Unfortunately, attackers have developed techniques to persuade people to disable these using macro builder tools that package Office, Flash, and other exploits within a document that throws up sophisticated social engineering prompts.


Compounding this, cybercriminals have refreshed their older stock of software flaws in favor of more dangerous and recent equivalents – SophosLabs’ analysis of malicious documents found that only 3% of exploits inside builders date from years earlier than 2017.


With well-used filetypes now blocked or monitored by endpoint security, the trend is to use more exotic filetypes to launch attacks, especially apparently innocuous ones that can be called from a Windows shell such as .cmd (Command File) .cpl (Control Panel), .HTA (Windows Script Host), .LNK (Windows Shortcut), and .PIF (Program Information File).



Lateral Movement of Malware



The EternalBlue exploit (CVE2017-0144) has surprisingly become a popular staple for malware writers, despite Microsoft issuing a patch in advance of its first use by WannaCry in May 2017.


Cryptominers have been enthusiastic users of EternalBlue, using it to move laterally through networks to infect as many machines as possible.


Attackers combining these innovations – Windows LoL tools, macro attacks, novel exploits and crypto-mining – represents a challenge because they often confound the assumptions of defenders.


Their uptake of these more complex and esoteric approaches has been driven, ironically, by the success of the cybersecurity industry at curbing traditional malware.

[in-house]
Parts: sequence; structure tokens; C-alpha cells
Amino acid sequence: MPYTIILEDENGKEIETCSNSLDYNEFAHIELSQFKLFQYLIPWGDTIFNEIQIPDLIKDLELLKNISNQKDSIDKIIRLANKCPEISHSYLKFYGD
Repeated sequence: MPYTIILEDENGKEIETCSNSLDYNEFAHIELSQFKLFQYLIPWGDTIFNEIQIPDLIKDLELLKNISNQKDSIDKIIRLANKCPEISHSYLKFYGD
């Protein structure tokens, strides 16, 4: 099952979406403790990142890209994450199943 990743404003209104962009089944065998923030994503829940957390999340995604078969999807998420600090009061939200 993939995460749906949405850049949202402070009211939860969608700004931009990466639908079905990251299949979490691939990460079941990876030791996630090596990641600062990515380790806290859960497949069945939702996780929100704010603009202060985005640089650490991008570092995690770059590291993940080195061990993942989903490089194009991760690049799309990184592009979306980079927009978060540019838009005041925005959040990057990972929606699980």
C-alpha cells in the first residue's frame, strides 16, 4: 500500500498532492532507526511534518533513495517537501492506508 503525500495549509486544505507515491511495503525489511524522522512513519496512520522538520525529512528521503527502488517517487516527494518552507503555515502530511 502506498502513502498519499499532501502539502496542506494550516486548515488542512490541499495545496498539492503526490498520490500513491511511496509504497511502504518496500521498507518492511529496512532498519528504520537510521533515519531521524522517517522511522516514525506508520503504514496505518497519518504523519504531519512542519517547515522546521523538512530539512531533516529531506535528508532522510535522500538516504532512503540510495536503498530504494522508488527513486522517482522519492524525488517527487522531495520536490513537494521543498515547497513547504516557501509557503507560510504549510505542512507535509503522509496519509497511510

Concludes Sophos CTO, Joe Levy:

“We expect we’ll eventually be left with fewer, but smarter and stronger, adversaries”.






Cybercriminal techniques – SophosLabs 2019 Threat Report


A new Trojan has been discovered in the on-going FASTCash cyber espionage campaign funded by North Korean government.



Release Date: November 20th, 2018






The Lazarus hacker group funded by the North Korean government is a predator for the financial sector, targeting major banks in Africa and Asia. It first breaches the target bank’s network and compromises the switch application server handling the ATM transactions. Also known as the Hidden Cobra, the Lazarus group is associated with the on-going FASTCash campaign stealing tens of millions of dollars in multiple ATM attacks across the continents.



In 2017 alone, Lazarus targeted ATMs in more than 30 countries, whereas in 2018 it compromised banks of 23 countries, simultaneously. Recently, a new Trojan has been found that’s being used in the FASTCash campaigns.